Amidst Concerns about Errors and Adverse Drug Reactions, St. Louis
College of Pharmacy Forum Examines Medication Safety
ST. LOUIS – The safe use and distribution of pharmaceuticals is an important issue for patients and health care professionals. Errors involving medicine have become far too common as Americans of all ages rely on prescription and over-the-counter drugs. Today, more than ever, there is a tremendous need to eliminate errors involving medicine and reduce adverse drug effects.
At St. Louis College of Pharmacy, noted experts will examine trends and issues related to errors and adverse drug effects at the 3rd Annual Medication Safety Forum on Saturday, Oct. 9 at Whelpley Auditorium, which is located on campus. The forum begins at 8 a.m. and is free and open to the public.
Keynote speaker Kathleen Shinn, whose daughter Alyssa died in 2007 after receiving a lethal overdose of zinc while in the neonatal intensive care unit of a Nevada hospital, will share her experience. A premature infant, Alyssa was administered a dose of zinc 1,000 times larger than her physician ordered.
Other speakers include: Becky Miller, executive director, Missouri center for Patient Safety; Paul Milligan, clinical lead, BJC HealthCare’s center for Clinical Excellence; John Gardella, vice president for clinical improvement, Novant Health (Charlotte, N.C. market); Edward Davidson, assistant professor of clinical internal medicine, Eastern Virginia Medical School, and partner, Insight Therapeutics; and Lucinda Maine, executive vice president, American Association of Colleges of Pharmacy.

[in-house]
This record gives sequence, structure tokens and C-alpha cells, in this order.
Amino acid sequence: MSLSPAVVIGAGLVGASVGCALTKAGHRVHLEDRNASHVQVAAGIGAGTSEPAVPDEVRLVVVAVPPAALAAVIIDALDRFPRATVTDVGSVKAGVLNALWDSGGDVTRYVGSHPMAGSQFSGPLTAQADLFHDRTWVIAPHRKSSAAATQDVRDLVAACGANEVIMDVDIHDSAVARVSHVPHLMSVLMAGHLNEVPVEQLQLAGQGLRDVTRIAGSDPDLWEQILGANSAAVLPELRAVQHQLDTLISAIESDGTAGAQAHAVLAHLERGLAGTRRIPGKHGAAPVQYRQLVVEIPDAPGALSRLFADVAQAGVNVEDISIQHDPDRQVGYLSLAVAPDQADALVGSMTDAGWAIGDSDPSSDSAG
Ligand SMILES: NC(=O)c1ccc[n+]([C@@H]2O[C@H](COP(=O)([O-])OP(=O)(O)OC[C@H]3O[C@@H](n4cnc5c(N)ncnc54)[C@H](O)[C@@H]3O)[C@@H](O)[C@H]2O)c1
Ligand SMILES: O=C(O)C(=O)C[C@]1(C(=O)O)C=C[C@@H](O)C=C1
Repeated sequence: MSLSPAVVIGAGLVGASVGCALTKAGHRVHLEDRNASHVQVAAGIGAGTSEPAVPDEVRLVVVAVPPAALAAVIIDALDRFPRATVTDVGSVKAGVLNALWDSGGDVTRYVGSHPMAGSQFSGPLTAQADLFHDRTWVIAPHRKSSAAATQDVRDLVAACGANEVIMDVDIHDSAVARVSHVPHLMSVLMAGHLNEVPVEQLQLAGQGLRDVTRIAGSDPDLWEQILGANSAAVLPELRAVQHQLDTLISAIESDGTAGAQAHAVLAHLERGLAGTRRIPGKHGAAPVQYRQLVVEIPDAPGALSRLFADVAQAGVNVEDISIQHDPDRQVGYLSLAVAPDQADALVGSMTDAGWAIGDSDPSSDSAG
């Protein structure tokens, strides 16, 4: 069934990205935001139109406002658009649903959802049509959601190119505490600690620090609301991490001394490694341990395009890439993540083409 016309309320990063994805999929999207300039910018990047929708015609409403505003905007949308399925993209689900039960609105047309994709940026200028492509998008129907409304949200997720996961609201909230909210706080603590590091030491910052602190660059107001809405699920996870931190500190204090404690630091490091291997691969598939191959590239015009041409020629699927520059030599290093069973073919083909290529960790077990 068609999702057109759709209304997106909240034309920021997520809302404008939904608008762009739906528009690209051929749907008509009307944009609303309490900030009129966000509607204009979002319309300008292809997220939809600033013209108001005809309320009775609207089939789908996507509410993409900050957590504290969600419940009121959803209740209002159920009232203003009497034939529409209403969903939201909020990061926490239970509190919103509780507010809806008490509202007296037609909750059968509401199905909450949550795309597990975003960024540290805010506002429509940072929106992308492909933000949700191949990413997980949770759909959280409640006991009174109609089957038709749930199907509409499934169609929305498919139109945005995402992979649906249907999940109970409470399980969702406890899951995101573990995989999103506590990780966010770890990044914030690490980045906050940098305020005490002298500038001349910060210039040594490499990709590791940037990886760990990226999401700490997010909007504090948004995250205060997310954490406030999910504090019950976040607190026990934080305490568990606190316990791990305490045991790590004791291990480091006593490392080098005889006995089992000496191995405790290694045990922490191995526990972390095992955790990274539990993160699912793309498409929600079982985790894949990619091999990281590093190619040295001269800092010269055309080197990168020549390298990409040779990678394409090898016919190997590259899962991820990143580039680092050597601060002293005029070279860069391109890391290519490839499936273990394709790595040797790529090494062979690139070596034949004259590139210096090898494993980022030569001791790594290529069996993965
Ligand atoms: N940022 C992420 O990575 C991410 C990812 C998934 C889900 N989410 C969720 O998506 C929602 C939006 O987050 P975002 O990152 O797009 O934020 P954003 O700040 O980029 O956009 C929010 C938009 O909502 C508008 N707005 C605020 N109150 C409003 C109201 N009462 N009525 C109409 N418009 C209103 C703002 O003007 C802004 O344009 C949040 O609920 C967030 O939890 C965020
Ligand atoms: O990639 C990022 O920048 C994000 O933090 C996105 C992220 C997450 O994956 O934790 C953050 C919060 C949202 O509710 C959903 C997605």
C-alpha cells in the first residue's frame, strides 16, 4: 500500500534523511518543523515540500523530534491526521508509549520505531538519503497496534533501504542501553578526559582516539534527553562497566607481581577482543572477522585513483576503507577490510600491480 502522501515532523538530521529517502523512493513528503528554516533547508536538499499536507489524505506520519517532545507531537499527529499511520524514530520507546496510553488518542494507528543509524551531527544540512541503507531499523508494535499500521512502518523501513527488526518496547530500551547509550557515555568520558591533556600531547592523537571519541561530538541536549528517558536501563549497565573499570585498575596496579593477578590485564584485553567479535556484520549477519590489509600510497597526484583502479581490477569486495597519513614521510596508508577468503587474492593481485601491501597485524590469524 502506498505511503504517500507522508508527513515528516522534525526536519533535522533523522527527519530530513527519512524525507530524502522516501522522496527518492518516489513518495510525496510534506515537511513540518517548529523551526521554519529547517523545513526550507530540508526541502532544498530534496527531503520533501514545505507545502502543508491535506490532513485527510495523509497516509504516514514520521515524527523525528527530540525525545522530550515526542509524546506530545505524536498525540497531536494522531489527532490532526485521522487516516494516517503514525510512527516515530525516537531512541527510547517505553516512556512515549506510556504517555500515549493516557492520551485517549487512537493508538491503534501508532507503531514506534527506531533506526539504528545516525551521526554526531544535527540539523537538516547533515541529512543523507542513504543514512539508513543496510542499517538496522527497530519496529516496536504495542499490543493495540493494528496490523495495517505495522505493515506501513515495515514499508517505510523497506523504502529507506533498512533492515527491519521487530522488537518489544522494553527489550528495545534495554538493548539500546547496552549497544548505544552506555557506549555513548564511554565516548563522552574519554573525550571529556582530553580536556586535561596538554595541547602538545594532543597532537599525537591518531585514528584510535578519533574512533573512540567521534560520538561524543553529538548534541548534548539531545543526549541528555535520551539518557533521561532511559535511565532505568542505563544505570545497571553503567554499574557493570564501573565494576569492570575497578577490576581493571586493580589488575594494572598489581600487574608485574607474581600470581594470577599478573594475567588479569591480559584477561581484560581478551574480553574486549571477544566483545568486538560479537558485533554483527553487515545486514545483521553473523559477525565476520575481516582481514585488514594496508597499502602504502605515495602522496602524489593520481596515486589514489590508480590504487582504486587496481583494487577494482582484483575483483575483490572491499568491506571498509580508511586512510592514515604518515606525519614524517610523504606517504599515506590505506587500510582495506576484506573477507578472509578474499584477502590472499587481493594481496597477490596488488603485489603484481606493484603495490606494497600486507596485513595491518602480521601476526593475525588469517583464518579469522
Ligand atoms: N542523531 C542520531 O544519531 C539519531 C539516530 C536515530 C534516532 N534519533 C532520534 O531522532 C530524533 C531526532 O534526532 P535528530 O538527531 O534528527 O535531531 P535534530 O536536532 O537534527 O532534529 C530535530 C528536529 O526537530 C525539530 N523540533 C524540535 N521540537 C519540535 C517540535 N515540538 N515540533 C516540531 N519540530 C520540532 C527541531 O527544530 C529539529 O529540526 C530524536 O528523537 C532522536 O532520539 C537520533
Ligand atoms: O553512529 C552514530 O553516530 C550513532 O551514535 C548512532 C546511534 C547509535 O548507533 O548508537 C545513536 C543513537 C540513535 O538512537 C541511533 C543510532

As prescription medication use increases, there are growing concerns about errors and adverse reactions. In 2007, a report by the Institute for Safe Medicine Practice (ISMP) revealed that at least 1.5 million preventable adverse drug events occur in the United States each year; these costly and sometimes fatal incidents include cases of drug mix-ups and unintentional overdoses. The ISMP also estimated that there were more than 700,000 complications from medications annually.
Today, the ISMP notes that data is becoming increasingly difficult to track because measuring medication errors relies on voluntary reporting of errors and near-miss events, and that studies show even in good systems, voluntary reporting only captures the “tip of the iceberg.”
Click here for additional information about the forum.
About St. Louis College of Pharmacy: Founded in 1864, St. Louis College of Pharmacy is one of the oldest and largest colleges of pharmacy in the nation. The College admits students directly from high school and integrates the liberal arts and sciences with a six-year professional curriculum leading to the doctor of pharmacy (Pharm.D.) degree. More than 1,200 students attend, and more than 72 percent of practicing pharmacists in the St. Louis region are alumni.
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